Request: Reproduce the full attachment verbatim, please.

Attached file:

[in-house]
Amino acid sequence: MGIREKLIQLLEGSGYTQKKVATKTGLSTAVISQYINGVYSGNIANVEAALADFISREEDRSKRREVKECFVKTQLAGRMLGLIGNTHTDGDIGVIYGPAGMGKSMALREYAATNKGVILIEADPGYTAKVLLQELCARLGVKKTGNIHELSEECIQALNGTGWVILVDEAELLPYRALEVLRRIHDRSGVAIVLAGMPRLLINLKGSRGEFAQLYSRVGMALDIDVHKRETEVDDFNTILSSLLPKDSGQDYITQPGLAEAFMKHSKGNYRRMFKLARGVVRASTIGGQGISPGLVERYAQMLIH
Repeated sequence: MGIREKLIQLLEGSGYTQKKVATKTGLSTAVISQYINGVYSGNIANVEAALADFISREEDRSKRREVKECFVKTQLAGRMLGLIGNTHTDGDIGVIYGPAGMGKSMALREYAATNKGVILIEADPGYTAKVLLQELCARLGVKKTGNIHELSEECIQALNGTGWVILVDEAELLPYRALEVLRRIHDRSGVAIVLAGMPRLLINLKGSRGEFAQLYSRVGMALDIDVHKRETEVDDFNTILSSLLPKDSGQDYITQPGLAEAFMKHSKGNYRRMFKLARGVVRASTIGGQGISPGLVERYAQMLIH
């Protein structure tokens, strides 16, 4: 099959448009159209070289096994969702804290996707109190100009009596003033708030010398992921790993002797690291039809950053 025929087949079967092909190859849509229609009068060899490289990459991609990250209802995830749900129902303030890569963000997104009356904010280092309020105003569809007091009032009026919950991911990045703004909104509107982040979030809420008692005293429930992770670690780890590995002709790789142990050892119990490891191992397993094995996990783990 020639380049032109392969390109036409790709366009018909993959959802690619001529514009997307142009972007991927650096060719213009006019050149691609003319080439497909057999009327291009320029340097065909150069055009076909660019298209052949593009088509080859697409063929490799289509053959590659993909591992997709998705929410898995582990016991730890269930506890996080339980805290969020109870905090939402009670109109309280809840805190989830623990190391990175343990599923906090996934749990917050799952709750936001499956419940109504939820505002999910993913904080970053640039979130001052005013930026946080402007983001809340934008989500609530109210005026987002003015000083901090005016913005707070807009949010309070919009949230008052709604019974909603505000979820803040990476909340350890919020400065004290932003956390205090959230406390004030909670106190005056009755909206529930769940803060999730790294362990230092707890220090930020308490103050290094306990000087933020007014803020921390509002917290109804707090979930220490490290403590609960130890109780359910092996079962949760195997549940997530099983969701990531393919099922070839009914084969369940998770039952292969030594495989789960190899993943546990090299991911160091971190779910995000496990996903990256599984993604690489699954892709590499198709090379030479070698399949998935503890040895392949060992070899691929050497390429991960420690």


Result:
[in-house]
Amino acid sequence: MGIREKLIQLLEGSGYTQKKVATKTGLSTAVISQYINGVYSGNIANVEAALADFISREEDRSKRREVKECFVKTQLAGRMLGLIGNTHTDGDIGVIYGPAGMGKSMALREYAATNKGVILIEADPGYTAKVLLQELCARLGVKKTGNIHELSEECIQALNGTGWVILVDEAELLPYRALEVLRRIHDRSGVAIVLAGMPRLLINLKGSRGEFAQLYSRVGMALDIDVHKRETEVDDFNTILSSLLPKDSGQDYITQPGLAEAFMKHSKGNYRRMFKLARGVVRASTIGGQGISPGLVERYAQMLIH
Repeated sequence: MGIREKLIQLLEGSGYTQKKVATKTGLSTAVISQYINGVYSGNIANVEAALADFISREEDRSKRREVKECFVKTQLAGRMLGLIGNTHTDGDIGVIYGPAGMGKSMALREYAATNKGVILIEADPGYTAKVLLQELCARLGVKKTGNIHELSEECIQALNGTGWVILVDEAELLPYRALEVLRRIHDRSGVAIVLAGMPRLLINLKGSRGEFAQLYSRVGMALDIDVHKRETEVDDFNTILSSLLPKDSGQDYITQPGLAEAFMKHSKGNYRRMFKLARGVVRASTIGGQGISPGLVERYAQMLIH
């Protein structure tokens, strides 16, 4: 099959448009159209070289096994969702804290996707109190100009009596003033708030010398992921790993002797690291039809950053 025929087949079967092909190859849509229609009068060899490289990459991609990250209802995830749900129902303030890569963000997104009356904010280092309020105003569809007091009032009026919950991911990045703004909104509107982040979030809420008692005293429930992770670690780890590995002709790789142990050892119990490891191992397993094995996990783990 020639380049032109392969390109036409790709366009018909993959959802690619001529514009997307142009972007991927650096060719213009006019050149691609003319080439497909057999009327291009320029340097065909150069055009076909660019298209052949593009088509080859697409063929490799289509053959590659993909591992997709998705929410898995582990016991730890269930506890996080339980805290969020109870905090939402009670109109309280809840805190989830623990190391990175343990599923906090996934749990917050799952709750936001499956419940109504939820505002999910993913904080970053640039979130001052005013930026946080402007983001809340934008989500609530109210005026987002003015000083901090005016913005707070807009949010309070919009949230008052709604019974909603505000979820803040990476909340350890919020400065004290932003956390205090959230406390004030909670106190005056009755909206529930769940803060999730790294362990230092707890220090930020308490103050290094306990000087933020007014803020921390509002917290109804707090979930220490490290403590609960130890109780359910092996079962949760195997549940997530099983969701990531393919099922070839009914084969369940998770039952292969030594495989789960190899993943546990090299991911160091971190779910995000496990996903990256599984993604690489699954892709590499198709090379030479070698399949998935503890040895392949060992070899691929050497390429991960420690």